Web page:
The rumen is a pre-gastric fermentation chamber and a very complex microbial ecosystem. It was formed over many millions of years as the result of the co-evolution of ruminants with numerous microorganisms. The success of this co-evolution has long aroused the attention of biotechnologists. For this reason, ruminal microbiota research is not limited to the specific objectives of animal nutrition research, but is increasingly part of total agricultural research, including bioenergy production. very high variety and diversity of microorganisms coexist in the rumen. They are well adapted to the prevailing anoxic conditions and to the redox potential of about - 300 to - 400 mV, a pH of about 6.3 to 6.5 and a constant temperature of about 39° C. The symbiosis between ruminants (hosts) and their microbiome is of mutual benefit. The host provides, for example, nutrients (cellulose and other plant polysaccharides) and ensures optimal living conditions for its ruminal microbiome. For the host, the microorganisms digest specific nutrients and provide proteins, amino acids, and essential vitamins. An extraordinarily high number of bacteria, unicellular eukaryotic protists and other community members are involved in this symbiosis in the rumen. The number of protozoa, mainly ciliates, is about 0.5 million per milliliter of rumen fluid. They live on bacteria, but can also ferment cellulose or starch. In contrast to bacteria, they are not vital to the host. Flagellates are another group of unicellular eukaryotic organisms in the rumen. Methanogenesis (as an energy-consuming process) is reinforced in faunated animals. A reduction in ruminal protozoan density (defaunation) is generally associated with a reduction in methane emissions per kilogram of feed dry matter intake. In addition, yeasts and other anaerobic fungi are present in lower density in the rumen. They are also involved in the degradation of hemicelluloses and other polymers or in the biological conversion of lignin. The understanding of the symbiotic relationships within the ruminal microbiome and between host and his ruminal microbiome is an important key to make milk and beef production more environmentally-friendly, while drawing also important conclusions about future biogas production. Source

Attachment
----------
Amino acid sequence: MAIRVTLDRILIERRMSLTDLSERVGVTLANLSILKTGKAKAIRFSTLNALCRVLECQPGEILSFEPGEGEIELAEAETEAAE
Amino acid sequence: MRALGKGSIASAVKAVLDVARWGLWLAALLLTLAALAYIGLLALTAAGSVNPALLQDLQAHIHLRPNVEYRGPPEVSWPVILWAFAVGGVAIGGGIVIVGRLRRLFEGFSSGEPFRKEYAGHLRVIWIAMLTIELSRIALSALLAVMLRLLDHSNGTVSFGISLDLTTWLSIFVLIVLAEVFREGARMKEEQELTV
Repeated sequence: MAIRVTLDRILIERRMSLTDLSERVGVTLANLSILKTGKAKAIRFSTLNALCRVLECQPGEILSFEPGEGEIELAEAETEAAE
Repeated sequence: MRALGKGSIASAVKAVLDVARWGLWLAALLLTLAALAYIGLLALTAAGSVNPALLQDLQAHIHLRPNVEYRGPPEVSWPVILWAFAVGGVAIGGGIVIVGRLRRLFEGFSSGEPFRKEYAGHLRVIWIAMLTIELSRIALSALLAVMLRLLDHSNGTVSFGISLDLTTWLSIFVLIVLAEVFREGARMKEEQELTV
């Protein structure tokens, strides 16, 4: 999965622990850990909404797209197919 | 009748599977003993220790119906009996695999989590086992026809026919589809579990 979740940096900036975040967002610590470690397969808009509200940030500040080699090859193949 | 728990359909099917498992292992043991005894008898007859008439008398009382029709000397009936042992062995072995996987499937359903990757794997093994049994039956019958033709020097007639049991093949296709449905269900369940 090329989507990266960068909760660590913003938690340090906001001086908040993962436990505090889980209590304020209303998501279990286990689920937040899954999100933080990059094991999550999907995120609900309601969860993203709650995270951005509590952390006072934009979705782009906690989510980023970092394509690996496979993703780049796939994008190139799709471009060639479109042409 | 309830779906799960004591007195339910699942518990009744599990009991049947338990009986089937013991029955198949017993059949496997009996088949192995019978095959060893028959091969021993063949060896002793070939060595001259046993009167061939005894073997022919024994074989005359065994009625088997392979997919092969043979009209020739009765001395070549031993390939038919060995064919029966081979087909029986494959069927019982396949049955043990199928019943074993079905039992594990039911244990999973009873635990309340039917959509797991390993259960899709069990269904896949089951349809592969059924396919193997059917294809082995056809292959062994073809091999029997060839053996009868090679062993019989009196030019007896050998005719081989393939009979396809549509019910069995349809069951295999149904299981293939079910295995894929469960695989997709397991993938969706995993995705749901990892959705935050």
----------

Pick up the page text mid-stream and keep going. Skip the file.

Brade W.,Leibniz Institute for Farm Animal Biology | Distl O.,Institute For Tierzucht Und Vererbungsforschung
Berichte uber Landwirtschaft | Year: 2015

Archaea are an important part of the ruminal microbiome. Although the methanogenic archaea make up only a small part of the microbial biomass in the rumen, they play an extremely important role in the whole rumen physiology. Their ability to utilize hydrogen (H2), reduces the inhibitory effect of H2 on the total microbial fermentation in the rumen. This review article summarizes the current knowledge of archaea in the rumen and describes possible approaches to further reduce the methane emissions of cattle. We are still far from being able to manipulate the ruminal microbiome selectively and on a large scale in practice. However, it remains a strategic objective. Source


Dammgen U.,Institute For Tierzucht Und Vererbungsforschung | Hahne J.,Johann Heinrich Von Thunen Institute | Haenel H.-D.,Johann Heinrich Von Thunen Institute | Rosemann C.,Johann Heinrich Von Thunen Institute
Gefahrstoffe Reinhaltung der Luft | Year: 2010

In pig production, air scrubbers are used to reduce emissions of odour, ammonia and particulate matter. Whereas non-methane volatile organic compounds (NMVOC) and particulate matter are removed from the exhaust air without further effects on the emission characteristics, the removal of nitrogen species affects the whole production system. This has to be considered in the emission inventory. In particular, the formation of nitrous oxide in the scrubber is highly relevant, but also the emissions from slurry storage and application as well as from the soil after slurry application. The application of air scrubbers also leads to changes in indirect emissions of nitrous oxide. A mass flow model for nitrogen in air scrubbers and the subsequent flows of nitrogen species is presented. Exemplary calculations for commonly used scrubber systems in Germany are shown and the results are discussed. Source